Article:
To do so, we create a private DNS zone for with an A record that resolves our individual service URL to the private IP address of our Private Endpoint.

resource "azurerm_private_dns_zone" "dns_zone" {
  name                = ""
  resource_group_name =

resource "azurerm_private_dns_a_record" "dns_a" {
  name                = azurerm_cognitive_account.openai.custom_subdomain_name
  zone_name           =
  resource_group_name =
  ttl                 = 10
  records             = [azurerm_private_endpoint.endpoint.private_service_connection.0.private_ip_address]
Code language: Python (python)

Lastly, we link the Private DNS Zone to our Virtual Network.

resource "azurerm_private_dns_zone_virtual_network_link" "network_link" {
  name                  = "vnet-link"
  resource_group_name   =
  private_dns_zone_name =
  virtual_network_id    =
Code language: Python (python)

Restrict access to Azure OpenAI with an Azure Network Security Group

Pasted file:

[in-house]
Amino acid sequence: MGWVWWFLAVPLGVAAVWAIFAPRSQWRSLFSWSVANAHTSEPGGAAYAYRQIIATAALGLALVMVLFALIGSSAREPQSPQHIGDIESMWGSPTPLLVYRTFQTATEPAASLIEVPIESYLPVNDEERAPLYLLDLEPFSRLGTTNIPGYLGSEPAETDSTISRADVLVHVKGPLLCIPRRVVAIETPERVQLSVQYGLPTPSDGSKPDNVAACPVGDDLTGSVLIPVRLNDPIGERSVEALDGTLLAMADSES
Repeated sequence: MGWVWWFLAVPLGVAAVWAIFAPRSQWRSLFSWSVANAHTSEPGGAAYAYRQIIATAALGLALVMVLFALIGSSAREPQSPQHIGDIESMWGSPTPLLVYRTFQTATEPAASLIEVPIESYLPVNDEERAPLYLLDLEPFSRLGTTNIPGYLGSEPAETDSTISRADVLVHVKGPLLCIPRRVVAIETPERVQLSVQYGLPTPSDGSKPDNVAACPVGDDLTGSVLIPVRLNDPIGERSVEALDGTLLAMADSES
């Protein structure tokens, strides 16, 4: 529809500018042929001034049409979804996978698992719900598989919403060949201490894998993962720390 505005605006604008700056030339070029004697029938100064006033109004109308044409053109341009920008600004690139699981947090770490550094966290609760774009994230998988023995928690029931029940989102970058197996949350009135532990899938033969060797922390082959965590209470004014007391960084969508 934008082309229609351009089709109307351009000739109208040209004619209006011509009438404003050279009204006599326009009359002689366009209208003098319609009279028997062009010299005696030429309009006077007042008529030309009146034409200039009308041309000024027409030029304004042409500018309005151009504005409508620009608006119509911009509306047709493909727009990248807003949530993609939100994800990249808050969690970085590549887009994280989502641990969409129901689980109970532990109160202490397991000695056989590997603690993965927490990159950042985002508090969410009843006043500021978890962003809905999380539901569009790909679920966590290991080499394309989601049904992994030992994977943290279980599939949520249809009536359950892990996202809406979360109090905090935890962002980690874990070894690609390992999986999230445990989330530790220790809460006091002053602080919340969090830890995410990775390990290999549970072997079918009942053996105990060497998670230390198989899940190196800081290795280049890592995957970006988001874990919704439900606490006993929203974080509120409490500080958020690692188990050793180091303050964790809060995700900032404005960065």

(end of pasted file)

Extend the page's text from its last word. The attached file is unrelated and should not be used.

Our sample application will also be deployed to Azure Container Apps (which are integrated with the Virtual Network infrastructure and resist in the apps subnet).

We want to allow only connections from this subnet to access Azure OpenAI sitting behind the private endpoint in the backend subnet.

That being said, we will first create a new azurerm_network_security_group that comes with two security rules:

  1. The prevent-all rule: This rule will turn off all TCP inbound traffic for the backend subnet with  destination port 443 
  2. The allow-apps-to-openai-https rule: This rule allows inbound TCP traffic from the apps subnet to the IP address of our Private Endpoint (sitting in the backend subnet) with destination port 443
resource "azurerm_network_security_group" "backend" {